Limiting lift tickets at ski areas could be the new normal as overcrowding becomes pervasive in the industry
Back in November, Vail Resorts announced in a news release that due to the increased demand on winter travel this year, its resorts would be limiting the amount of lift ticket sales during certain holiday periods.
The hope was that by limiting sales during peak periods, ski areas would see improved efficiency and an enhanced mountain experience for guests.
In the release, Vail Resorts stated that it was targeting three major holiday periods, including Christmas and New Year’s Day from Dec. 25 to Jan. 2, Martin Luther King Jr. Day weekend from Jan. 14-17 and Presidents Day weekend from Feb. 18-27.
Though Vail Resorts promised to limit lift ticket sales, the major resort operator also sold a record number of Epic Passes this year, totaling 2.1 million passes.
Vail Resorts spokespeople did not respond to questions about how limiting lift ticket sales went during the first holiday period of the season.
Other Summit ski areas have also worked to limit how many people are on the mountain in order to enhance their own mountain experience.
One such resort is Arapahoe Basin Ski Area, which is no stranger to limiting lift tickets and season passes, a principle it employs throughout the season rather than only during busy holiday periods.
“We limit season passes, and we limit daily tickets, so we often sell out of daily tickets available for sale on busy Saturdays,” A-Basin Director of Marketing Jesse True said.
No one wants to drive, wait in traffic on Interstate 70 and then wait in more massive lines at a ski area, True said.
A-Basin limits its daily lift ticket sales online, so once the allotted amount of lift tickets have been sold for a day, then that day is no longer available as an option for skiers or riders who want to purchase a ticket. True declined to say what that limit is.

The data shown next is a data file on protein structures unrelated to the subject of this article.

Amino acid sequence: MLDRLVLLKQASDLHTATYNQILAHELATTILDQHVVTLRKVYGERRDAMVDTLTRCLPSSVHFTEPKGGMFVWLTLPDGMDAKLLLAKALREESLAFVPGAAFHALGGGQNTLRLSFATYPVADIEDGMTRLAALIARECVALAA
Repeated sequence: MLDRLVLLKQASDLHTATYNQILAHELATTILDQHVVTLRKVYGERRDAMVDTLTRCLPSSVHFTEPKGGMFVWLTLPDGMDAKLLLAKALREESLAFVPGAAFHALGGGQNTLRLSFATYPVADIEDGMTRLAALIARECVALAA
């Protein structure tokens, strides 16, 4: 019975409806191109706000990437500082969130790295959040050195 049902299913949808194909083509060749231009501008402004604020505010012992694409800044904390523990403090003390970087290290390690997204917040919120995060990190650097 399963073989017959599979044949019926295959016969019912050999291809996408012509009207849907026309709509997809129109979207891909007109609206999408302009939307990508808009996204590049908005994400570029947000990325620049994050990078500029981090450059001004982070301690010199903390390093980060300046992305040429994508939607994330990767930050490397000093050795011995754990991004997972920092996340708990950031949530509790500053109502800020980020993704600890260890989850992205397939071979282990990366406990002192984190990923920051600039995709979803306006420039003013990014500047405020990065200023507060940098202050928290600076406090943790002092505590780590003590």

There are ticket windows on-site at A-Basin, but they are used only for redeeming products that have already been purchased online.
“We realized that our culture and vibe is really more about skiing,” True said. “We really strive to limit the amount of people that are here on any given day or have access to be here on any given day so that the day is more about the experience out on the hill than in a big lift line.”
A-Basin also limits the amount of season passes its sells — something Vail Resorts does not do — in order to prevent overcrowding on the mountain.
Working in the ski industry, True said he is concerned about the direction many ski areas seem to be headed where overcrowding is the norm.
“I don’t want the narrative for this industry to only be sales that have exceeded capacity,” True said. “I want the narrative to be that skiing isn’t broke. The soul of this sport still exists at places like the Basin and others, too.”
Support Local Journalism
Support Local Journalism
As a Summit Daily News reader, you make our work possible.
Now more than ever, your financial support is critical to help us keep our communities informed about the evolving coronavirus pandemic and the impact it is having on our residents and businesses. Every contribution, no matter the size, will make a difference.
Your donation will be used exclusively to support quality, local journalism.